Showing posts with label NASDAQ. Show all posts
Showing posts with label NASDAQ. Show all posts

Monday, 26 October 2015

Nasdaq may see record with Apple earnings

The Nasdaq 100 index, dominated by U.S. technology stocks, may set a record high next week, helped by good earnings from Apple Inc expected on Tuesday.

Technology shares led the U.S. stock market's recovery this week from its worst correction in four years in August, thanks to gains in Alphabet, Amazon and Microsoft, after the three companies reported better-than-expected earnings results.

The Dow Jones industrial average rose 0.9 percent to 17,646.70, the S&P 500 index recovered another 1.1 percent to 2,075.15, and the Nasdaq Composite closed the week up 2.27 percent at 5,031.86.

Shares across Asia, Europe and the Americas all climbed, boosted by Thursday's message from European Central Bank chief Mario Draghi that he was ready to increase the ECB's bond buying program, and by an interest rate cut by China's central bank.

Factors this coming week that may provide further support for U.S. stocks include a Federal Reserve policy meeting, which is not expected to raise interest rates yet, a report on U.S. third-quarter economic growth, and earnings from Apple.

The Nasdaq 100 index, including Apple, is just 1.5 percent below its year high and 4.0 percent from its record high back in March 2000.

Intel and Microsoft have seen their stocks recover more than 30 percent each since Aug. 25, while Amazon and Facebook rose 28 percent and 23 percent, respectively.

But the 'underperformer' among these companies has been Apple, up only 14.8 percent from its Aug. 25 close, less than the Nasdaq 100's 15.1 percent gain in that time.

In contrast to Microsoft, Facebook, Alphabet and Amazon, Apple shares did not post record or multi-year highs this week, even though it rose 7.2 percent, the largest weekly gain in a year.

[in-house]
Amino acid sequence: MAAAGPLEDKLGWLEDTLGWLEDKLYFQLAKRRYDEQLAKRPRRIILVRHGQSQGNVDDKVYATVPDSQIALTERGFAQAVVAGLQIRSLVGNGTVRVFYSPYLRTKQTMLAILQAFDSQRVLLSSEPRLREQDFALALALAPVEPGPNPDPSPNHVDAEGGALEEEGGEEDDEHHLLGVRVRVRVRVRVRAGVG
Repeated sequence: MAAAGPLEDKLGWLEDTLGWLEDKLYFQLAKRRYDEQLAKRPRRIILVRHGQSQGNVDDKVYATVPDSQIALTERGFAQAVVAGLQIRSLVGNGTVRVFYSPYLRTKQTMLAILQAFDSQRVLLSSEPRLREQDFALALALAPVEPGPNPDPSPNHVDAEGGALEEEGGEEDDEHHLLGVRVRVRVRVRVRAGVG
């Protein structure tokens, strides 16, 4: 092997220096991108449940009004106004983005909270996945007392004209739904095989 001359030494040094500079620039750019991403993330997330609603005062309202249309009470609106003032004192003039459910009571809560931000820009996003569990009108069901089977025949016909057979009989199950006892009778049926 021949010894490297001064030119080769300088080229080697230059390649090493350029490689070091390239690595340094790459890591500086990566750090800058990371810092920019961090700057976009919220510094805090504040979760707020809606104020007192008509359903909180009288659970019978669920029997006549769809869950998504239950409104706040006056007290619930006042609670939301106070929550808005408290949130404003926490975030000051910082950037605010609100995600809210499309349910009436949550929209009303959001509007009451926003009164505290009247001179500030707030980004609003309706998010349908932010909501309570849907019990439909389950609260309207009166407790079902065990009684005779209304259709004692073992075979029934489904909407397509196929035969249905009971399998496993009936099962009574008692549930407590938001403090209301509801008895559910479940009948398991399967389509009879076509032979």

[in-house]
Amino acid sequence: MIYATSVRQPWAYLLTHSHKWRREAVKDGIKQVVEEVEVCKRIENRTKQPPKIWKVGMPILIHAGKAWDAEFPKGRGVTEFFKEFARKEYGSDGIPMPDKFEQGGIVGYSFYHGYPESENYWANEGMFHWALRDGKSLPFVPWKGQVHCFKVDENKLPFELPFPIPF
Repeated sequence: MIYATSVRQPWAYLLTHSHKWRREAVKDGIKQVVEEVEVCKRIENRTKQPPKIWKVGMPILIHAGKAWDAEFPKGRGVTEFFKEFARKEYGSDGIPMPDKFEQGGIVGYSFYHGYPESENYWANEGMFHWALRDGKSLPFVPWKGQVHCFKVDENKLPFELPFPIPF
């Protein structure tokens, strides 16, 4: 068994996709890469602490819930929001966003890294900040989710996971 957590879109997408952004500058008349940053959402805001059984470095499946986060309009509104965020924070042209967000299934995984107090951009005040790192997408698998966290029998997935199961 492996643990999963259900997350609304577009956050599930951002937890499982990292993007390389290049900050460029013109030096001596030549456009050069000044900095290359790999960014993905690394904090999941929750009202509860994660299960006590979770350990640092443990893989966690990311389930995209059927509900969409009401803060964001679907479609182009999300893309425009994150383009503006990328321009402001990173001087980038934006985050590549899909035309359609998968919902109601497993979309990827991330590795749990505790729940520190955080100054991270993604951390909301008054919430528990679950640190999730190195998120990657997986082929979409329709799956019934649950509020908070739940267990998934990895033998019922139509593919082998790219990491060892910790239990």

On Tuesday, though, Apple is expected to report $51.1 billion in revenue, a 21.3 percent increase compared to the same quarter of last year. Earnings are seen at $1.879 per share.

"The bar has been raised a bit on its earnings report from where it was a week ago. The price action is telling you there's more optimism built into it," said Michael James, managing director of equities trading at Wedbush Securities in Los Angeles.

Options market action shows traders expect Apple shares to move roughly 5.0 percent by the end of next week. The average move for the stock the day after its report in the last eight quarters was 4.4 percent, up or down.

"Will an above-estimates from Apple and raised guidance help? Sure it will. But we could still get there without that happening," said James of the possibility of the Nasdaq 100 hitting a record.

"The power of the moves in some of these large cap tech stocks has been breathtaking," he said.

Chip makers were also among the top five percentage gainers in the Nasdaq 100 since the index closed at its 2015 low on Aug. 25, with SanDisk topping the list with a 70 percent jump on the back of a takeover bid from Western Digital.

The overwhelming leadership from established technology companies is a positive for this market move higher, according to Kim Forrest, senior equity research analyst at Fort Pitt Capital Group in Pittsburgh.